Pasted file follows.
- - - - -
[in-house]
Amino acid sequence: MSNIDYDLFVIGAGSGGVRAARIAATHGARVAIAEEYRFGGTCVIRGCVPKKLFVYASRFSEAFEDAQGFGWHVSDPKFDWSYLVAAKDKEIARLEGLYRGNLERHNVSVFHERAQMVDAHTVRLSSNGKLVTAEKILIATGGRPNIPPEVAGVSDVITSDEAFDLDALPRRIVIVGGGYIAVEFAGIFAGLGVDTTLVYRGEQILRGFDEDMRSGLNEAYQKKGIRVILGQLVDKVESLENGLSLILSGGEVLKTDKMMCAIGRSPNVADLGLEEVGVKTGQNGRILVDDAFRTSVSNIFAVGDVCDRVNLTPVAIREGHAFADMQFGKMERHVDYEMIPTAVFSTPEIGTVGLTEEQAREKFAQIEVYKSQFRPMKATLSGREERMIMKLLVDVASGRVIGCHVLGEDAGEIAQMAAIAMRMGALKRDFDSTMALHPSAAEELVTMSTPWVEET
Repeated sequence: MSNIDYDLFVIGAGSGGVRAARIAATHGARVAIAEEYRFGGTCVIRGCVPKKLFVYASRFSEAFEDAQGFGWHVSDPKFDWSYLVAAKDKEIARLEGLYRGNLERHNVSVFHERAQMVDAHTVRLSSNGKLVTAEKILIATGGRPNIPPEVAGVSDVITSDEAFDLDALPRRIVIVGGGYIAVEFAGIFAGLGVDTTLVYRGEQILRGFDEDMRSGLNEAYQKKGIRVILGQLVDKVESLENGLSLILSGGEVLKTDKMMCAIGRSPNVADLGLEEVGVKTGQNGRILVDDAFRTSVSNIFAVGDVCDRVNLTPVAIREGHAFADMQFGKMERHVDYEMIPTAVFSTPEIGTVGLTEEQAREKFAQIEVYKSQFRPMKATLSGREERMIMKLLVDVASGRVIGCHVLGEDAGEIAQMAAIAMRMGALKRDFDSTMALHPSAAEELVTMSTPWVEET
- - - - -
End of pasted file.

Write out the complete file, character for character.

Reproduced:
[in-house]
Amino acid sequence: MSNIDYDLFVIGAGSGGVRAARIAATHGARVAIAEEYRFGGTCVIRGCVPKKLFVYASRFSEAFEDAQGFGWHVSDPKFDWSYLVAAKDKEIARLEGLYRGNLERHNVSVFHERAQMVDAHTVRLSSNGKLVTAEKILIATGGRPNIPPEVAGVSDVITSDEAFDLDALPRRIVIVGGGYIAVEFAGIFAGLGVDTTLVYRGEQILRGFDEDMRSGLNEAYQKKGIRVILGQLVDKVESLENGLSLILSGGEVLKTDKMMCAIGRSPNVADLGLEEVGVKTGQNGRILVDDAFRTSVSNIFAVGDVCDRVNLTPVAIREGHAFADMQFGKMERHVDYEMIPTAVFSTPEIGTVGLTEEQAREKFAQIEVYKSQFRPMKATLSGREERMIMKLLVDVASGRVIGCHVLGEDAGEIAQMAAIAMRMGALKRDFDSTMALHPSAAEELVTMSTPWVEET
Repeated sequence: MSNIDYDLFVIGAGSGGVRAARIAATHGARVAIAEEYRFGGTCVIRGCVPKKLFVYASRFSEAFEDAQGFGWHVSDPKFDWSYLVAAKDKEIARLEGLYRGNLERHNVSVFHERAQMVDAHTVRLSSNGKLVTAEKILIATGGRPNIPPEVAGVSDVITSDEAFDLDALPRRIVIVGGGYIAVEFAGIFAGLGVDTTLVYRGEQILRGFDEDMRSGLNEAYQKKGIRVILGQLVDKVESLENGLSLILSGGEVLKTDKMMCAIGRSPNVADLGLEEVGVKTGQNGRILVDDAFRTSVSNIFAVGDVCDRVNLTPVAIREGHAFADMQFGKMERHVDYEMIPTAVFSTPEIGTVGLTEEQAREKFAQIEVYKSQFRPMKATLSGREERMIMKLLVDVASGRVIGCHVLGEDAGEIAQMAAIAMRMGALKRDFDSTMALHPSAAEELVTMSTPWVEET